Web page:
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Seattle Multimodal Terminal at Colman Dock Project

project status: design
The Seattle terminal today

Layout of existing faclity
 Layout of the existing facility

 Layout of the future facility  Layout of the future facility

View of entry building from the south
 View of the entry building from the south

Approach to the terminal building
 Approach to the terminal building with 12-foot-wide covered area

Interior view of the terminal
 Interior view of the terminal


May 2017

Project Update 
  • The project is currently in the final design stage with major construction activities expected to begin in summer 2017.
  • Check out the project library to view the latest design and construction information shared during spring and summer outreach events.


Washington State Ferries, the Federal Highway Administration, and the Federal Transit Administration will replace the old and seismically vulnerable parts of Colman Dock in Seattle in order to maintain its critical role as a regional multimodal transportation hub.

Why is WSDOT replacing the Seattle Multimodal Terminal at Colman Dock?

Colman Dock in Seattle is WSF’s largest ferry terminal and supports transportation across Puget Sound between downtown Seattle and communities in Kitsap County and the Olympic Peninsula. It serves commuters, tourists, commercial vehicles, walk-on passengers and bicyclists. In 2015, more than nine million total riders traveled through Colman Dock with an additional 500,000 riders using the King County Water Taxi. This total includes over five million foot passengers.

Key components of Colman Dock are aging and vulnerable to seismic events. The layout of today’s facility also creates safety concerns and operational inefficiencies due to conflicts between vehicles, bicycles and pedestrian traffic.

The End Result

Key project elements include:

  • Replacing the existing timber trestle portion of the dock with a new concrete and steel trestle
  • Replacing the main terminal building
  • Reconfiguring the dock layout to provide safer and more efficient operations
  • Replacing the vehicle transfer span and the overhead loading structures of the northernmost slip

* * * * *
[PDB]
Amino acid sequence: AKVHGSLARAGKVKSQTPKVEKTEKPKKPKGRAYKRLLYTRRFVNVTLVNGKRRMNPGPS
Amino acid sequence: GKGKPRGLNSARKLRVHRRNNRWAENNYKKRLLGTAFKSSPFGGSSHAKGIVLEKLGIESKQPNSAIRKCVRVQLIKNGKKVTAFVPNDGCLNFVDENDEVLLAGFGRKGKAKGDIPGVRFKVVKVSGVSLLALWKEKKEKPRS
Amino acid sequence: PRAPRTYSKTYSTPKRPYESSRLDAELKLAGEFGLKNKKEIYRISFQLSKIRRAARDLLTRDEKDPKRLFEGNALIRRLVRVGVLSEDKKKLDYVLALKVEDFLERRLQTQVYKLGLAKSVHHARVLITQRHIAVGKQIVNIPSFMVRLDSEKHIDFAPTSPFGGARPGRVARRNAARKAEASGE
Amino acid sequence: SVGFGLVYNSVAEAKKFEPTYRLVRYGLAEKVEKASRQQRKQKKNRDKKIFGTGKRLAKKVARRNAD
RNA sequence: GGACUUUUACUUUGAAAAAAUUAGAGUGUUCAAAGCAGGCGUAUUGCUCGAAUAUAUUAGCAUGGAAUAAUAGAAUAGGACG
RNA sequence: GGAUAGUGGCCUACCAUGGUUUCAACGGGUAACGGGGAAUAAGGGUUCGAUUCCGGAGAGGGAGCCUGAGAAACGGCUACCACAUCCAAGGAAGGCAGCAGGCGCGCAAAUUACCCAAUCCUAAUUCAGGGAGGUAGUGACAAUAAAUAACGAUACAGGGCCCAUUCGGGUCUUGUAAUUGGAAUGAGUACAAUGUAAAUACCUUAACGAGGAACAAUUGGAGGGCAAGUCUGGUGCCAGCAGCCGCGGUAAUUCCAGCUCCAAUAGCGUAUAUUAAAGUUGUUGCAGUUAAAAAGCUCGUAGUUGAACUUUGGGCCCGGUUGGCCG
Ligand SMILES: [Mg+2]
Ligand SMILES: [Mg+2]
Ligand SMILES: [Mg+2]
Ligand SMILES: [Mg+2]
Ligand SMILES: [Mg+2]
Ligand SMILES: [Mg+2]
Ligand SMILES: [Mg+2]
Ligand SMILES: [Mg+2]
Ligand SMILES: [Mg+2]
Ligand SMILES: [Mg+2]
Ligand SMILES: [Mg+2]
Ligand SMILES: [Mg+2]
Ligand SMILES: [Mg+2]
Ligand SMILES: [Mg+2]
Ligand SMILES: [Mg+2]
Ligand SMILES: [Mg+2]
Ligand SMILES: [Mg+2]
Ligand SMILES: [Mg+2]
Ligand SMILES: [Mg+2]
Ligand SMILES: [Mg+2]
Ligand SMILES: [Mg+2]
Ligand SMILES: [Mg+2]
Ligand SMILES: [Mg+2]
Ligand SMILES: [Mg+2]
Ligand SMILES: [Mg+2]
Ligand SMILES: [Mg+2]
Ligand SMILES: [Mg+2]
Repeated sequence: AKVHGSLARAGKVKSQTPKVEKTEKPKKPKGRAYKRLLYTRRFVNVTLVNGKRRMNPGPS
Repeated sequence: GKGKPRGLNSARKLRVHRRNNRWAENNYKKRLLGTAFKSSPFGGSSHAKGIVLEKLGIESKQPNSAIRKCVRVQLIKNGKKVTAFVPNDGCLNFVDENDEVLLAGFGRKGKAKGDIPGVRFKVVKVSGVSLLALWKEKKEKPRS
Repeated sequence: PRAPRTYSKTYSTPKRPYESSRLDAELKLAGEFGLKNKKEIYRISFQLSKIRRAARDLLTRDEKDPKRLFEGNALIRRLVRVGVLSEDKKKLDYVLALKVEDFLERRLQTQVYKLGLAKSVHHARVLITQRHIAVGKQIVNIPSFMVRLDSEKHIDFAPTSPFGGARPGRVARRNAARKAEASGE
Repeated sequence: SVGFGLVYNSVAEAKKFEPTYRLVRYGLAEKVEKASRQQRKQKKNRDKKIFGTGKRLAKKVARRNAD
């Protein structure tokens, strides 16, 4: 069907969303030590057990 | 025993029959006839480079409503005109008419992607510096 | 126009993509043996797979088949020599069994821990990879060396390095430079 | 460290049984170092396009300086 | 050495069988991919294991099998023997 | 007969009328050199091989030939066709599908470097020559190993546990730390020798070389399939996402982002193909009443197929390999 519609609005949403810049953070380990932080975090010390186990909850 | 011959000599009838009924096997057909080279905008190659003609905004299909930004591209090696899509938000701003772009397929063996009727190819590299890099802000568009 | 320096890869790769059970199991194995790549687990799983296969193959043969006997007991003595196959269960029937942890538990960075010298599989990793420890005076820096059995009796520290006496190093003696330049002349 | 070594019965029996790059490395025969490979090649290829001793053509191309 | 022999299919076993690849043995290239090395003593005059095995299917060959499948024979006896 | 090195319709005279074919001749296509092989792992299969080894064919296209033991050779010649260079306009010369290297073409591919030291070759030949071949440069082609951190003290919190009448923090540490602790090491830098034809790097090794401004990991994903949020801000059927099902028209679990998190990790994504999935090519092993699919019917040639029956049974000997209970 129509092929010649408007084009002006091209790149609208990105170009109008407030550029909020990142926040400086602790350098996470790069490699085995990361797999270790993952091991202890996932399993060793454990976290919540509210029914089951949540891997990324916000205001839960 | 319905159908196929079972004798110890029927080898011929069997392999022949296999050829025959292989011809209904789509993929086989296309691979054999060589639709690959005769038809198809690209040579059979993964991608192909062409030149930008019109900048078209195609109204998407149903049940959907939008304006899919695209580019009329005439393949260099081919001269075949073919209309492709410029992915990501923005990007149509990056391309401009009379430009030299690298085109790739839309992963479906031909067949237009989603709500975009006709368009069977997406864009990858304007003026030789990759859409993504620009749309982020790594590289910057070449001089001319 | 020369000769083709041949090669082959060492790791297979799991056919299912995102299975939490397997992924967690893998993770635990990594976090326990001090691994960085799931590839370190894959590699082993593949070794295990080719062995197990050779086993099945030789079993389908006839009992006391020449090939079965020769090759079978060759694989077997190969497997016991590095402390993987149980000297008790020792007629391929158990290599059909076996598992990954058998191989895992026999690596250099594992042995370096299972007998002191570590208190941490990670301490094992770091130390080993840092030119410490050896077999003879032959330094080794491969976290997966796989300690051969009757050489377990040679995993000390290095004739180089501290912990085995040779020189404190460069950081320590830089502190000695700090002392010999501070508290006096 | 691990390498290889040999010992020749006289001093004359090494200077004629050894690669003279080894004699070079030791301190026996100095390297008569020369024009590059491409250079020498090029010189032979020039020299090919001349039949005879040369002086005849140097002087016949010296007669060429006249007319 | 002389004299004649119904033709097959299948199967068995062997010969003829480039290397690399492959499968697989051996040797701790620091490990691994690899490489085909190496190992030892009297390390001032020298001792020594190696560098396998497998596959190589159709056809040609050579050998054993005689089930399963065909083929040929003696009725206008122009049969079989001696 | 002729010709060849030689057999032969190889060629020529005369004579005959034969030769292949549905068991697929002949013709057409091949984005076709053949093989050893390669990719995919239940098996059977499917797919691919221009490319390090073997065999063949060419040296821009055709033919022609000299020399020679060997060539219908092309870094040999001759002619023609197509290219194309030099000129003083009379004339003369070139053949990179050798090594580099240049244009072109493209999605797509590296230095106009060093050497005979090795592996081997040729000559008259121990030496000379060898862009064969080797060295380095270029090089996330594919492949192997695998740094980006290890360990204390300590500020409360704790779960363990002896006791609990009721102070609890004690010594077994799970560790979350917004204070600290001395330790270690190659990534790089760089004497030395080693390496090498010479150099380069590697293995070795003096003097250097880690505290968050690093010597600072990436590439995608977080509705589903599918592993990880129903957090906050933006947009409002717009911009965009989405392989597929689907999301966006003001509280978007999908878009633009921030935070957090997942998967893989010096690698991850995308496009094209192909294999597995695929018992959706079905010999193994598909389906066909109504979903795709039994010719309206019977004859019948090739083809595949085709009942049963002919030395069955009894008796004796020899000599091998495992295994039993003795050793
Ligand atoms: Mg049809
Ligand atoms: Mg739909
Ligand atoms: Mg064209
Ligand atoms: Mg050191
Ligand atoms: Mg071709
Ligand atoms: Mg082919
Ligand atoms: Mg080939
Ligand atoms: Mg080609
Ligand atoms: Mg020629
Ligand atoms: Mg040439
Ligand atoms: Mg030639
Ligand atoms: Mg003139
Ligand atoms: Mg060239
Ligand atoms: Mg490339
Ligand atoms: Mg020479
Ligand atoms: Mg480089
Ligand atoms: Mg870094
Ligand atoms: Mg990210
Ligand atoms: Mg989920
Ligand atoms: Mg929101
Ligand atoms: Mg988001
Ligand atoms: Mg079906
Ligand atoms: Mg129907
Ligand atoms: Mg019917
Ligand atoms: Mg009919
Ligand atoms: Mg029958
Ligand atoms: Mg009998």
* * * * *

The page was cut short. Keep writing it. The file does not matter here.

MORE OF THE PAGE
• Replacing the King County Water Taxi facility on the south edge of Colman Dock with local funding from King County
  • Constructing a new entry building, elevated plaza and view platform
  • Maintaining a connection to First Avenue via the Marion Street Bridge
  • Adding a bicycle entry and holding area north of Marion Street
  • Mitigating for additional overwater coverage* 

*While avoidance and minimization of new overwater coverage was a key goal of the project, the new facility will increase the overwater footprint by approximately 5,200 square feet. Mitigation for this increase in overwater coverage will be achieved by removing overwater coverage from a neighboring pier owned by WSDOT.

Project Benefits

The project will:

  • Ensure that the Colman Dock facility can continue to provide safe and reliable ferry service between Seattle and communities in Kitsap County and the Olympic Peninsula
  • Improve safety by meeting current seismic standards
  • Reduce conflicts between vehicles, bicycles and pedestrians and improve operational efficiencies
  • Improve pedestrian circulation, connections to Alaskan Way and accessibility
  • Remove 7,400 tons of creosote-treated timber piles from Elliott Bay
  • Open up an area of shoreline and near-shore habitat
  • Provide stormwater treatment for all new and replaced areas of the trestle
  • Provide opportunities for remediation of contaminated sediments

What is the project timeline?

  • 2012-2015 – Environmental process/preliminary design
  • 2015-2017 – Final design and permitting
  • 2017-2023 – Construction

Project Construction (2017-2023)

Preliminary construction activities will begin as early as spring 2017 with major construction starting in the summer. Construction is expected to be complete in early 2023. Construction of the facility is complex because WSF will maintain ferry operations at Colman Dock throughout the work. In addition, major in-water work is limited to half the year due to environmental regulations to protect marine species.

While ferry operations will be maintained throughout construction, customers can expect changes to how vehicles, passengers and bicycles load and unload. Terminal staff and signage will help direct traffic flow. Customers and terminal neighbors can expect construction noise, especially when construction crews install the pilings that will serve as the foundation for the new dock.

WSF will continue to coordinate closely with other Seattle waterfront projects, including the Seawall Replacement project, Waterfront Seattle, and Alaskan Way Viaduct Replacement Program throughout design and construction.

Stay tuned for more information about construction during upcoming outreach efforts planned for spring 2017.

Disadvantaged business enterprise (DBE) program

WSF has chosen the General Contractor/Construction Manager delivery method for the project. Hoffman-Pacific, a Joint Venture, was selected as the GC/CM in fall 2015 and has committed to maximizing opportunities for DBE firms. WSDOT has established a DBE goal of 12% of the project’s Maximum Allowable Construction Cost (MACC). Please see our DBE fact sheet for more information.

For questions about DBE opportunities on this project:
Andrew Powell, Hoffman-Pacific Project Manager

For information about certification and WSDOT’s DBE supportive services:
WSDOT Office of Equal Opportunity

Financial Information

Project signage will reflect the cost of construction engineering, project bid award and sales tax.

$320 million dollars in federal, state and local funding has been appropriated for the project.

How can I get more information?
Elizabeth Faulkner
Project Communications

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